2016-05-20 By Todd Miller
Relentless criticism and real-time reporting of any negative development often overshadows the steady progress of the F-35 program and the unprecedented capability of the F-35 platform itself.
Many critics simply “don’t know what they don’t know” and attempt to cast the aircraft within the context of air combat (air-to-air and air-to-ground) as it has been, rather than as it is evolving.
F-35 Lightning II utilizes state of the art sensors fused into a war fighting and communication platform that — by itself — is extraordinary.
Placed within the 21st Century battlefield, the F-35 will effectively increase the capability of every other weapon system it interacts with.
The Lightning II’s air system (airframe, propulsion, sensors, and systems) is software-driven and the estimated eight million lines of code must be meticulously tested and validated prior to being deployed in service. A software glitch can have far greater impact in the context of the F-35 than your desktop or smartphone!
In effect, the “operating system” (various “Blocks” as they are referred too) stability is being greatly improved by fixes, and new capabilities are being added much the same as we have come to experience with our personal phones and computers — but at a much higher level of system complexity.
The United States Marine Corps (USMC) declared the F-35Bs “Initial Operational Capability” (IOC) in July 2015 utilizing the software build “Block 2B.” The IOC has provided the opportunity to vet the aircraft, train personnel, and realize greater capability even while addressing operational challenges.
The United States Air Force (USAF) plans IOC in mid-2016 with software build “Block 3i” and the United States Navy (USN) plans IOC with “Block F” on their F-35Cs in late 2018.
However, as it is with today’s frontline aircraft, the F-35 will have software updates bringing new capabilities throughout its projected service life but the F-35 is built from the ground up to be software upgradeable.
A recent visit with members of the Integrated Test Force (ITF) at NAS Patuxent River provided insights into the characteristics, status and testing methodologies of the F-35B & C.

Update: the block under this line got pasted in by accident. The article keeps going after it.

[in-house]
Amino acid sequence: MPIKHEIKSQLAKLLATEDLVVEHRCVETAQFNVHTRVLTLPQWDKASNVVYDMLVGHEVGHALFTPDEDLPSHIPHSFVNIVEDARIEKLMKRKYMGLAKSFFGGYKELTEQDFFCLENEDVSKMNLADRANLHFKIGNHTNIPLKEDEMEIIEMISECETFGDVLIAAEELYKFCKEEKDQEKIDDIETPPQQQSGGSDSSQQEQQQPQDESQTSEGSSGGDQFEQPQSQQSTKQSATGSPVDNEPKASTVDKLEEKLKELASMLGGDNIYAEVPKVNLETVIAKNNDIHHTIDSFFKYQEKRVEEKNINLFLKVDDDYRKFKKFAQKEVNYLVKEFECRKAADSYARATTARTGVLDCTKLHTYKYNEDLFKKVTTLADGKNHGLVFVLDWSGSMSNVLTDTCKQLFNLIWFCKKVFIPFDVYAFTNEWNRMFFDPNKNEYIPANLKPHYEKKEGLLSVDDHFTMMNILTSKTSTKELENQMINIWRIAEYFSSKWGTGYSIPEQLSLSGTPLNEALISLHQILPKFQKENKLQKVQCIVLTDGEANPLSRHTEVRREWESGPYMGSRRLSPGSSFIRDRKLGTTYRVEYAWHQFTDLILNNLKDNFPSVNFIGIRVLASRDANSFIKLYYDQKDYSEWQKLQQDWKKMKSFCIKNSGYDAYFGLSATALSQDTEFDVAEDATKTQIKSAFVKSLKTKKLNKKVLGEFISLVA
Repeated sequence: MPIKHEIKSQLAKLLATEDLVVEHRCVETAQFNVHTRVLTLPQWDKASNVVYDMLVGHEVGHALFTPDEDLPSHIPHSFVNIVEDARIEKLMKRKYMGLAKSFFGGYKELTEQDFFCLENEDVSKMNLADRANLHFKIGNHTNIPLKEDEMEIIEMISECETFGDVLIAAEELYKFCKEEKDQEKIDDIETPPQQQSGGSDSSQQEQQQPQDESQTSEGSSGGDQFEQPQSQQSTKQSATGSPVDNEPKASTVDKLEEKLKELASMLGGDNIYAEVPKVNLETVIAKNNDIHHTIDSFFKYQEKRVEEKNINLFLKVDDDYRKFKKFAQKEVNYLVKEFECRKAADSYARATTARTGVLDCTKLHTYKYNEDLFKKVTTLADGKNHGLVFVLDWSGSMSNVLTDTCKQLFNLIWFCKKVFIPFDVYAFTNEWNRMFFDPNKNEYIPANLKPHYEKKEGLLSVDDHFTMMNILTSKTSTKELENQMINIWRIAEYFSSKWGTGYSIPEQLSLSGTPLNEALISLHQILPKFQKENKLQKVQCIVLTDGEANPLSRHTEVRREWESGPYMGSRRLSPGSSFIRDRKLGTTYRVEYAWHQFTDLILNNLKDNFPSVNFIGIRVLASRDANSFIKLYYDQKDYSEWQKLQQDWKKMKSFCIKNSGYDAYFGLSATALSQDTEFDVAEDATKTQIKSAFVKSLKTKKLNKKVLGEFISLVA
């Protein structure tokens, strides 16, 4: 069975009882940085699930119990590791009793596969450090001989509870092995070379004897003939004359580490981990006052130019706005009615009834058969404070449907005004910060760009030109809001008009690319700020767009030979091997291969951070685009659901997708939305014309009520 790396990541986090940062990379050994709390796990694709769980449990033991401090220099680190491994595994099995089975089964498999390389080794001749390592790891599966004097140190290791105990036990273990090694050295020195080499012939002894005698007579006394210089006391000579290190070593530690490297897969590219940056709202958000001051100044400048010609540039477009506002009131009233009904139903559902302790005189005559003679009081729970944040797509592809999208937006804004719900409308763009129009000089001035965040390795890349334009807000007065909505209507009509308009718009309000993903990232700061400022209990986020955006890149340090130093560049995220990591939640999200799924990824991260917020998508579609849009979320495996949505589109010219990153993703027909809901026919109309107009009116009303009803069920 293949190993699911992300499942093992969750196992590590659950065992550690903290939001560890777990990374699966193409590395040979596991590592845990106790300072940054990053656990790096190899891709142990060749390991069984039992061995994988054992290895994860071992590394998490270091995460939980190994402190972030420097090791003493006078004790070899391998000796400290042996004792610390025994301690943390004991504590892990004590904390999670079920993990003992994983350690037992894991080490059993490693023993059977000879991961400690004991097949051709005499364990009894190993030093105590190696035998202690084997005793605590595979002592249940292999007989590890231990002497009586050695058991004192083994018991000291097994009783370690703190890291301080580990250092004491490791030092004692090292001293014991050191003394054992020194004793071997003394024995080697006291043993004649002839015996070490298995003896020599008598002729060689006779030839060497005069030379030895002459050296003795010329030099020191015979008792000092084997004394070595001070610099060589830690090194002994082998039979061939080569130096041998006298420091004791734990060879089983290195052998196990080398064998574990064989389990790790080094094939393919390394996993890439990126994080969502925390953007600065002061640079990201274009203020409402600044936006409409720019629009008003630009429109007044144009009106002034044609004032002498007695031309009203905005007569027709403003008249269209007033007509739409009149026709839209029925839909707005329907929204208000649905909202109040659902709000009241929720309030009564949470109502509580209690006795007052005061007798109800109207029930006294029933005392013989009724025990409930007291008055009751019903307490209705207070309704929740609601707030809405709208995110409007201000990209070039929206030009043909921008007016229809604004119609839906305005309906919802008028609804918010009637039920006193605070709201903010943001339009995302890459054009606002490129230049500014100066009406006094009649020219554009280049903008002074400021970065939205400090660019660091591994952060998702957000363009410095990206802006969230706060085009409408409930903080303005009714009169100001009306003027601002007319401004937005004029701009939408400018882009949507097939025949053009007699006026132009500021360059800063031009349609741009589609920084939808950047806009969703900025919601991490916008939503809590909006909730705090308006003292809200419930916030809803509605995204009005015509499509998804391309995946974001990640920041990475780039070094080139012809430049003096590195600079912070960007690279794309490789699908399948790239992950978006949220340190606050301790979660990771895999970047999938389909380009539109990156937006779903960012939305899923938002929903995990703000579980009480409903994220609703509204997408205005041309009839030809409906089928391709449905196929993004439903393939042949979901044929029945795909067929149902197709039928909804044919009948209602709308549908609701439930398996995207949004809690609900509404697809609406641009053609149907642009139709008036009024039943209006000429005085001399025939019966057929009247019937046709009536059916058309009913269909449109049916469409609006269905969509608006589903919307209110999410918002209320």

The ITF includes USN, USMC, United Kingdom (U.K.) Royal Air Force and Royal Navy, and industry teammates.
We were privileged to discuss the aircraft and program with Commander Greg Smith, U.K. Technical Lead, Engineer Gordon Stewart of the U.K. Ministry of Defense (MOD), and Andrew Maack, Site Director and Pax River ITF Chief Test Engineer (Andrew was recognized in 2013 with the Test & Evaluation (T&E) Lead Tester Award by the Department of the Navy).
The U.K. plans to buy 138 F-35Bs and, as such, the discussion referenced capabilities within the context of the short take off vertical landing (STOVL) variant. Commander Smith noted that the F-35B utilizes the latest advances in computing power to reduce the complexity required to fly the aircraft. The F-35B replaces the Harrier in service with the USMC and retired some years back by the U.K.
While the Harrier required a “veritable dance” by the pilot to manage throttle, nozzle, and flight controls to keep the aircraft in the air, the F-35B does all the “clever stuff” so the pilot can focus on the mission. British pilots with their uniquely British sense of expression have noted that the F-35B is “rather unremarkable to fly” — American translation “very stable, no surprises, very comfortable.” The exceptional flight characteristics enable the pilot to keep his mental capacity focused on the mission, after all the mission is the only reason the aircraft exists.
The “intelligence” of the F-35 includes automated assistance for landing approach (Delta Flight Path) which when combined with the adverse weather precision approach and landing capability landing (JPALS) system the U.S. Navy is developing will significantly increase the safety of carrier flight operations, free up pilots mental capacity to focus on mission, and reduce the hours spent in Field Carrier Landing Practice (FCLP) prior to deployment.
Beyond increasing mission effectiveness, the aircraft themselves will benefit from fewer hours and fewer hard landings – which translate into reduced cost of maintenance and operations.
Maack emphasized the design concept:
“The whole idea is about eliminating the need for the intense training level by the pilot to manage the airplane. So the idea is to make the aircraft seamless with the pilot.
The aircraft keeps the pilot from getting in a bad situation, the aircraft that manages to get in a bad situation has the ability to recover itself back into the manageable envelope. Some previous aircraft had great capability for those pilots who really knew how to manipulate them, but the consequences for getting it wrong could be very serious.